BUSI­NESS

The Jakarta Post - - FRONT PAGE - Prima Wi­rayani

MUFG en­try plan in­di­cates in­dus­try’s at­trac­tive­ness

Ja­pan’s Mit­subishi UFJ Fi­nan­cial Group (MUFG) is the lat­est for­eign bank to make strides into In­done­sia’s lu­cra­tive bank­ing in­dus­try by plan­ning to ac­quire shares in mid-sized Bank Dana­mon.

As re­ported by sev­eral for­eign me­dia out­lets, MUFG is in talks to ac­quire a 40 per­cent stake, worth ¥200 bil­lion (US$1.8 bil­lion), in Bank Dana­mon. Sin­ga­pore’s Te­masek Hold­ings cur­rently owns about 68 per­cent in the bank.

South Korean and Chi­nese fi­nan­cial groups have also ac­quired In­done­sian banks.

China Con­struc­tion Bank Cor­po­ra­tion (CCB) es­tab­lished its lo­cal arm, CCB In­done­sia, as a re­sult of a merger be­tween lenders Bank Windu Ken­t­jana In­ter­na­tional and Bank An­tar­daerah af­ter an ac­qui­si­tion by CCB in Novem­ber last year.

South Korean lenders Shin­han Bank be­gan op­er­at­ing in In­done­sia in May last year af­ter ac­quir­ing Bank Metro Ex­press in Novem­ber 2015. Its com­pa­triot, fi­nan­cial firm Apro Fi­nan­cial Co. Ltd., re­cently ac­quired a 40 per­cent stake in pri­vate lender Bank An­dara and has signed an agree­ment to pur­chase 77.38 shares in Bank Di­nar.

“Our bank­ing in­dus­try is like a pretty girl who catches men’s at­ten­tion,” Fi­nan­cial Ser­vices Au­thor­ity (OJK) com­mis­sioner for bank­ing su­per­vi­sion Heru Kris­tiyana said on Fri­day. “The in­dus­try’s as­sets have grown by about 6 per­cent an­nu­ally to Rp 7,150 tril­lion [$528.5 bil­lion] at the mo­ment [...] and its NIM [net in­ter­est mar­gin] is around 5 per­cent.”

NIM is a mea­sure of the dif­fer­ence be­tween the in­ter­est in­come gen­er­ated by banks and the amount of in­ter­est paid out to de­posit hold­ers.

High NIM is what lures for­eign banks into the mar­ket other than the coun­try’s vast pop­u­la­tion and low bank­ing pen­e­tra­tion, which leaves room for ex­pan­sion. Prospec­tive eco­nomic and loan growth are also among the rea­sons, ac­cord­ing to a re­cent sur­vey held by fi­nance consulting firm PwC.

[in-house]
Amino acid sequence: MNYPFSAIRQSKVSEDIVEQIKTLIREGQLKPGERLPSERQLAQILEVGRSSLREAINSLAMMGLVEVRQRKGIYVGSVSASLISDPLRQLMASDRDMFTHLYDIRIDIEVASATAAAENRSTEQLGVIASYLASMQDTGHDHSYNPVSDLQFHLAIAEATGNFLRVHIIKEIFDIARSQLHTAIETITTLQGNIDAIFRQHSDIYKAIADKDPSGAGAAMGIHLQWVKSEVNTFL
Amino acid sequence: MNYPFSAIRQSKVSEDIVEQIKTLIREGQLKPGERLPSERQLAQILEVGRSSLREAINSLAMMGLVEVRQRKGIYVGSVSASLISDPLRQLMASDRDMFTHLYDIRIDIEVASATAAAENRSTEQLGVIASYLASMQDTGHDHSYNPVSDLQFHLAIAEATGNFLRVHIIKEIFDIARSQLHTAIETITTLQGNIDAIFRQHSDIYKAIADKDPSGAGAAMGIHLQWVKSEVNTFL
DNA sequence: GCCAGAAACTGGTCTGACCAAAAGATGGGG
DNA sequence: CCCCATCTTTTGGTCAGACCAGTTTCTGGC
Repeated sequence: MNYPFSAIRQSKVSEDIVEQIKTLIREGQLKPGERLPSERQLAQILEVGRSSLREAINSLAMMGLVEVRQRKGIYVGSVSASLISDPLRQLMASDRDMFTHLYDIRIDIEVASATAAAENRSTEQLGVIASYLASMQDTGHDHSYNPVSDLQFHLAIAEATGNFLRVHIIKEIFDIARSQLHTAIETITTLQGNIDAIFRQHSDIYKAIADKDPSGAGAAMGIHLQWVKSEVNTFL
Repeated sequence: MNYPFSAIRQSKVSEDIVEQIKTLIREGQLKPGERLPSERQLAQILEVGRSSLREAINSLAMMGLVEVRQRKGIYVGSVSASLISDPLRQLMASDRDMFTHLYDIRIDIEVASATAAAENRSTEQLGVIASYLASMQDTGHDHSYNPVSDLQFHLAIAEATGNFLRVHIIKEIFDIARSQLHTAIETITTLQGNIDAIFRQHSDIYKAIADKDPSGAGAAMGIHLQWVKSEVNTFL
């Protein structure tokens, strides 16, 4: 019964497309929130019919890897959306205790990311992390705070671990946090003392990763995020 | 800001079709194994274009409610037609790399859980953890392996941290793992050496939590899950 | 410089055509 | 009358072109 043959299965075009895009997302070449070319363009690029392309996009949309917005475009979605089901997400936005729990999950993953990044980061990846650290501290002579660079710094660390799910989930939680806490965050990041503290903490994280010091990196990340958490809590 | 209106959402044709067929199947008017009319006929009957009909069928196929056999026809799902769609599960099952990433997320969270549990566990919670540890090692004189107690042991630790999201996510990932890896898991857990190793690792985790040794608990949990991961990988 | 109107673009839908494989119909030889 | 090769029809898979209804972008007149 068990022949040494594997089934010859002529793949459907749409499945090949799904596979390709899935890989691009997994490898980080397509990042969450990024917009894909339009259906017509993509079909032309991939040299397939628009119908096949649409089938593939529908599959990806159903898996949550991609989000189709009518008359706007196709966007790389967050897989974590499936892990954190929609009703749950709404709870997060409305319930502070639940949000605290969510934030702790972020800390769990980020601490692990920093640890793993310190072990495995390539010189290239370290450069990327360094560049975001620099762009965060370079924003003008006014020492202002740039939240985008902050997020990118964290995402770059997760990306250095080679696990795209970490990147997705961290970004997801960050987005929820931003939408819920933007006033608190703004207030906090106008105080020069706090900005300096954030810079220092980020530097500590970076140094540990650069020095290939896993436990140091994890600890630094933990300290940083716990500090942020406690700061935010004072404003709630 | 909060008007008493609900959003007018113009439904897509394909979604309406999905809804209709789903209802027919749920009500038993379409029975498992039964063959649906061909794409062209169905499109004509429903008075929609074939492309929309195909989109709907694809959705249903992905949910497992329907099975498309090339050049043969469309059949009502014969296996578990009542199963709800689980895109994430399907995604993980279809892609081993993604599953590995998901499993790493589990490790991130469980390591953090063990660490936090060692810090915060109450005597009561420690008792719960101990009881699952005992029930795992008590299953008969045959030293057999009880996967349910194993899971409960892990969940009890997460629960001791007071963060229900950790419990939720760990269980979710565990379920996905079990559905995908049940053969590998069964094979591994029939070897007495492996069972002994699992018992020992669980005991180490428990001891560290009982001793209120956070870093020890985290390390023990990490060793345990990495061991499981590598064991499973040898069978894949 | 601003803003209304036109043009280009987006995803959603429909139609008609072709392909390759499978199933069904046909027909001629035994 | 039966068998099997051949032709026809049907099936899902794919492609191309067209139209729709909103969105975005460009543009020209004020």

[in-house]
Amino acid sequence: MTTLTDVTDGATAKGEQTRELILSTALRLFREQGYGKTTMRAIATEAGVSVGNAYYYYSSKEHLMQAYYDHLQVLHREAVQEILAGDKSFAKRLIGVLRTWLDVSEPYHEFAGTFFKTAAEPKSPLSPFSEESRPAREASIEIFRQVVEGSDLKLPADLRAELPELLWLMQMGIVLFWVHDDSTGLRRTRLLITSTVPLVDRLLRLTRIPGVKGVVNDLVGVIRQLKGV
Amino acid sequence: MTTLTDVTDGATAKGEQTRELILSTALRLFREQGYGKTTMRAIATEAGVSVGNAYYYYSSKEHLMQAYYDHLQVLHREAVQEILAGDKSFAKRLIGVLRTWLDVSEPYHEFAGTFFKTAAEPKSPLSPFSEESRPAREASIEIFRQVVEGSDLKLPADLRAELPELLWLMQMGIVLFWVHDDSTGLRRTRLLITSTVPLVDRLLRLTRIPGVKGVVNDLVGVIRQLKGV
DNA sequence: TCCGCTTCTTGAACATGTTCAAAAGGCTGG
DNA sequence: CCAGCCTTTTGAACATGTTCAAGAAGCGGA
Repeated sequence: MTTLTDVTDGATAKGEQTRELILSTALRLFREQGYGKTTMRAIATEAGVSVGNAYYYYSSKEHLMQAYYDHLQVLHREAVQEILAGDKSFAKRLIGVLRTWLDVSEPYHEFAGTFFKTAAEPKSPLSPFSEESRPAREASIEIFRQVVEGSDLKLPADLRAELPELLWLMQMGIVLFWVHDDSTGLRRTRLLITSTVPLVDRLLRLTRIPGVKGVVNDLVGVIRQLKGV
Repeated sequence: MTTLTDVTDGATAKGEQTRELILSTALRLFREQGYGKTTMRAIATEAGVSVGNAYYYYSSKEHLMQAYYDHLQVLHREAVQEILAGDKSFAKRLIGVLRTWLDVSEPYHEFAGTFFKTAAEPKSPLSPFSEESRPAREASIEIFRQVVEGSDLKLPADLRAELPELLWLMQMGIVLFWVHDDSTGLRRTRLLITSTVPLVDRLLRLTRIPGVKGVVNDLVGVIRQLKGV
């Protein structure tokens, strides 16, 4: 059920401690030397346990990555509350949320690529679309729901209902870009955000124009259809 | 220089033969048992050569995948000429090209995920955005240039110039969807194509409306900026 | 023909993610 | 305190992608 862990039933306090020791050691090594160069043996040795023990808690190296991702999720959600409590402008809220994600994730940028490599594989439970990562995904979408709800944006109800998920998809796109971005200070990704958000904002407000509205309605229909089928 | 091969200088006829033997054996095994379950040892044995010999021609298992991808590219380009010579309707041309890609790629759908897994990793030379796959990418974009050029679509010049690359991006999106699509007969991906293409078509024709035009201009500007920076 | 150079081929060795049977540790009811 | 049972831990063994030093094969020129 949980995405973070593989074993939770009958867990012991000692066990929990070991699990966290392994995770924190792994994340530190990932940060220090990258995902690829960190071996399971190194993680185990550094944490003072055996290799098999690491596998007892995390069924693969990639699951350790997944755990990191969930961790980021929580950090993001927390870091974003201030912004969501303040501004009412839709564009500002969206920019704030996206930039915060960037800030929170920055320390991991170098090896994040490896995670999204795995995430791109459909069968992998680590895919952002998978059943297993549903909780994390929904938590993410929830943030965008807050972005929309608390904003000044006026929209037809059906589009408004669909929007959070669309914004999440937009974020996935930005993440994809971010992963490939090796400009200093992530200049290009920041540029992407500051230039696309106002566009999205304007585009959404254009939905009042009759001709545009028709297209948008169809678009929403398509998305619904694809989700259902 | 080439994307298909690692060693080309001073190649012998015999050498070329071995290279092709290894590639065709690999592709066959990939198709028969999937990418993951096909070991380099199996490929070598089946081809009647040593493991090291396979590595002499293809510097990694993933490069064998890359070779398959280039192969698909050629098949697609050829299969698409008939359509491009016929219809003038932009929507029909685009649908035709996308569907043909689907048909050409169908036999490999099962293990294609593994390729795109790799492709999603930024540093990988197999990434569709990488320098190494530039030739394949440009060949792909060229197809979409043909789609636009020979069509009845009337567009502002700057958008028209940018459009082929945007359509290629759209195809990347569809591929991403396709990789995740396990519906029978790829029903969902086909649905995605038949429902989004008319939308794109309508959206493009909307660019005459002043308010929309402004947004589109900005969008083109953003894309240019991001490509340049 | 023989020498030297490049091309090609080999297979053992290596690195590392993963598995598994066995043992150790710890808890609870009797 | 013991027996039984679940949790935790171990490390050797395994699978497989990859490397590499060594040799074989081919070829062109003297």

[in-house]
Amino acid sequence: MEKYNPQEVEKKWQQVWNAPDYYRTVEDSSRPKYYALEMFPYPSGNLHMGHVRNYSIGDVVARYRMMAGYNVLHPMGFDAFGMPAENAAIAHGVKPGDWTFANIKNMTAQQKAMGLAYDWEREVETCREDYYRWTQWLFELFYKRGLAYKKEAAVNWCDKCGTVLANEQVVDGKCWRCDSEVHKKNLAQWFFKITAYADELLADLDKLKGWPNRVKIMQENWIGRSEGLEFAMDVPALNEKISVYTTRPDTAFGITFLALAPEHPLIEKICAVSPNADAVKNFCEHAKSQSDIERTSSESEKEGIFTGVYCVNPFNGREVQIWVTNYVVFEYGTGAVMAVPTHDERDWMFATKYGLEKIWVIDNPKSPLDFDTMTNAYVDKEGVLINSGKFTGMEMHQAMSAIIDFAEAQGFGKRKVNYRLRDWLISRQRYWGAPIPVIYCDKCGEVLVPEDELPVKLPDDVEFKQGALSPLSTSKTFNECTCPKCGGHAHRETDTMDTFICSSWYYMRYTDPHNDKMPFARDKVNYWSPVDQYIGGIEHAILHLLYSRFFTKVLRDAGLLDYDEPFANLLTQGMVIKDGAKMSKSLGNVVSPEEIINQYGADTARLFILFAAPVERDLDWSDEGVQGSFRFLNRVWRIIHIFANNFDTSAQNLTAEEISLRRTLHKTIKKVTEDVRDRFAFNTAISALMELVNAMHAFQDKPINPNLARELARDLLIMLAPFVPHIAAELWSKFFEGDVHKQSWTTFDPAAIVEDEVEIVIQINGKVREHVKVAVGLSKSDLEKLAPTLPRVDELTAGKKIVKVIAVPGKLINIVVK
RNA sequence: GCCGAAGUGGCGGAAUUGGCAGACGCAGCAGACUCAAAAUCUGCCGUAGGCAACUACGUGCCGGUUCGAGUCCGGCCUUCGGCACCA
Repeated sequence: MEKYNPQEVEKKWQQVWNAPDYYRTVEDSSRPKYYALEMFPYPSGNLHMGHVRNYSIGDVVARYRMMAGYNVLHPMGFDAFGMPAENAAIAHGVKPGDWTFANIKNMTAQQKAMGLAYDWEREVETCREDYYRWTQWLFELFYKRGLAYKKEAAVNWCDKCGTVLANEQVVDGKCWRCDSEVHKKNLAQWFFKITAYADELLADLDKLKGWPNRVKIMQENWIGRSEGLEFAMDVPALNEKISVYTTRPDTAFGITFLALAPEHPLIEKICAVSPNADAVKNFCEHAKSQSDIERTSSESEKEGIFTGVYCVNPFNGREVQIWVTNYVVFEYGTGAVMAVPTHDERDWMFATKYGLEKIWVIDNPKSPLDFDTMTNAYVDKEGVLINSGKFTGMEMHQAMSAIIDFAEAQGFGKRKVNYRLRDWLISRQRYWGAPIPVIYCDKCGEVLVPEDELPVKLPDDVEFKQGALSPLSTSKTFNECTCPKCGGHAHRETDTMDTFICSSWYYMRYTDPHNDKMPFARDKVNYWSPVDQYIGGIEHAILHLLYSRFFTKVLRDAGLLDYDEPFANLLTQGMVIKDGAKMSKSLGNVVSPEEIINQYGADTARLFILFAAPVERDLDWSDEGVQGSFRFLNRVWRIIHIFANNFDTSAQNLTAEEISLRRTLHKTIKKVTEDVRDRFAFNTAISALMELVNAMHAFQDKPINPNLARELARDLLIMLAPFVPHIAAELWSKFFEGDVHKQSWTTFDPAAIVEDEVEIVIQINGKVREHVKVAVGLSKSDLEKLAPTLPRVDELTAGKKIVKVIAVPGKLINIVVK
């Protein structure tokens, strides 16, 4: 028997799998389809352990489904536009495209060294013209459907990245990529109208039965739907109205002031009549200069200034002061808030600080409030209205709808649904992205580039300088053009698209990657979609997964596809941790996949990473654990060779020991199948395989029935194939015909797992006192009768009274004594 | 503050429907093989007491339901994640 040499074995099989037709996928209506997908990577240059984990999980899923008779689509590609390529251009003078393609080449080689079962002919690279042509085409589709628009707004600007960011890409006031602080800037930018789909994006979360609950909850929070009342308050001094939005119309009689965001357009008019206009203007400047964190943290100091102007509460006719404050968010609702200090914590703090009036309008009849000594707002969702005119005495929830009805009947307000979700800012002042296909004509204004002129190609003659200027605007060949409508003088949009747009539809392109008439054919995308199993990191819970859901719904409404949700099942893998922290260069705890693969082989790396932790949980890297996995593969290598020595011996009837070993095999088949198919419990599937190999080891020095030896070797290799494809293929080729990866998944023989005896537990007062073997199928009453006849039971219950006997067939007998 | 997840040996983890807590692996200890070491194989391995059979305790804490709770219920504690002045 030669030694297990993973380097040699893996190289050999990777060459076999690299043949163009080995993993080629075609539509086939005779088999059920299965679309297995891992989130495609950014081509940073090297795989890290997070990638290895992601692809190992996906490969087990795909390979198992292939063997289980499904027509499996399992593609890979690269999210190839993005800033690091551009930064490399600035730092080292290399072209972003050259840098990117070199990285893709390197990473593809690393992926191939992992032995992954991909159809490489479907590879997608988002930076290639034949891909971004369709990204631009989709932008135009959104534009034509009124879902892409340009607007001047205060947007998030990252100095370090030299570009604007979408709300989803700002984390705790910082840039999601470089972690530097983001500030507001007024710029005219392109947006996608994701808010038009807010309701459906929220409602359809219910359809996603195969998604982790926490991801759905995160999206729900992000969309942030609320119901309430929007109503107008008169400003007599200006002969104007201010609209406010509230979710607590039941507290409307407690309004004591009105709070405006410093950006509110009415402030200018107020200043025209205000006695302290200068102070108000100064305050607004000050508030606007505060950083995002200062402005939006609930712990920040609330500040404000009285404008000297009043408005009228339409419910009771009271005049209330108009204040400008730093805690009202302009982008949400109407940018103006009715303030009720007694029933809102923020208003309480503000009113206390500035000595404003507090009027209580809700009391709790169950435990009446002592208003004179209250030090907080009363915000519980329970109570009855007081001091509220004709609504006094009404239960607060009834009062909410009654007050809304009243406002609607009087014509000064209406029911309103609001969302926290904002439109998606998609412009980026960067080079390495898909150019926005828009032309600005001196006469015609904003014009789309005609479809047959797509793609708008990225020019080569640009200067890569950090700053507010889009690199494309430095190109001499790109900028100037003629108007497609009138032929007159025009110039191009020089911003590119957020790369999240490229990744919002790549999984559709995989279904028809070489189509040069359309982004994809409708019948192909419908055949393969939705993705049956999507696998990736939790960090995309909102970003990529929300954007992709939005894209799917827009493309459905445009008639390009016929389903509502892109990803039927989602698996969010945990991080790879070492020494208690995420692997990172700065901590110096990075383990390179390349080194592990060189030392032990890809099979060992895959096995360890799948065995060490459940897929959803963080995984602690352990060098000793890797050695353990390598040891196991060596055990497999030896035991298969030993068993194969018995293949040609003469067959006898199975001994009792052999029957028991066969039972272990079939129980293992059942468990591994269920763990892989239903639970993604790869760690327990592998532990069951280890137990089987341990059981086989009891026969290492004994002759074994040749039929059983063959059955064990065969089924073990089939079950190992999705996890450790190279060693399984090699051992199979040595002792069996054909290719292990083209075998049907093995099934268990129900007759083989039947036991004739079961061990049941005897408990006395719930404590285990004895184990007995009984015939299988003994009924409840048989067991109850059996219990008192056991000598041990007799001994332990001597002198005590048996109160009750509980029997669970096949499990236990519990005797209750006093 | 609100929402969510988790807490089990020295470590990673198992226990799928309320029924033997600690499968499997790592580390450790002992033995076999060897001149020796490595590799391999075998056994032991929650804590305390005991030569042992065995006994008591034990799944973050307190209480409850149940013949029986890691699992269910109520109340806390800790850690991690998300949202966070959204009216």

In­done­sia’s NIM stands at be­tween 2 and 8 per­cent com­pared to around 4 per­cent in the Philip­pines, be­tween 2 and 3 per­cent in Malaysia and 2 per­cent in Sin­ga­pore, ac­cord­ing to data com­piled by PwC.

As of Septem­ber, bank loans grew moderately by 7.86 per­cent year-on-year (yoy) com­pared to 8.26 per­cent recorded ear­lier in the month. Third party funds rose to 11.69 per­cent yoy from 9.6 per­cent in Au­gust, OJK data showed.

Mean­while, non-per­form­ing loans (NPL) — the ra­tio be­tween bad debts and to­tal loans — dropped slightly to 2.93 per­cent gross in Septem­ber from 3.05 per­cent in Au­gust.

“These fig­ures have lured in­vestors,” Heru added. “Cor­po­rate ac­tions car­ried out by for­eign or do­mes­tic firms are com­mon. For us, it’s about how to push them to ac­tively con­trib­ute to our econ­omy, such as chan­nel­ing more loans to in­fra­struc­ture de­vel­op­ment.”

Heru stated his of­fice had in­vited Dana­mon’s of­fi­cials to ex­plain the ac­qui­si­tion plan and was told that MUFG had only ex­pressed its wish to ac­quire the stakes and had yet to sub­mit any doc­u­men­ta­tion to both Te­masek and the OJK.

Heru ad­mit­ted that sev­eral in­vestors had ex­pressed in­ter­est in buy­ing In­done­sian banks, but his of­fice could not name them as yet be­cause no of­fi­cial doc­u­ments had been sub­mit­ted.

In its ef­forts to con­sol­i­date the coun­try’s 115 banks, the OJK has pri­or­i­tized mar­ket-driven prin­ci­ples rather than tak­ing reg­u­la­tory ones, OJK chair­man Wim­boh San­toso said.

“We wel­come in­vestors who want to ac­quire our banks. We will sup­port the process,” he added.

Wim­boh ex­pressed op­ti­mism that the in­dus­try would grow faster next year as shown in its loan growth ex­pec­ta­tion of be­tween 12 and 13 per­cent from 9 to 10 per­cent this year. The growth will be sup­ported by a bet­ter macroe­co­nomic sit­u­a­tion and bad debt man­age­ment car­ried out by banks.

High NIM is what lures for­eign banks into the mar­ket More in­vestors have ex­pressed in­ter­est in buy­ing In­done­sian banks

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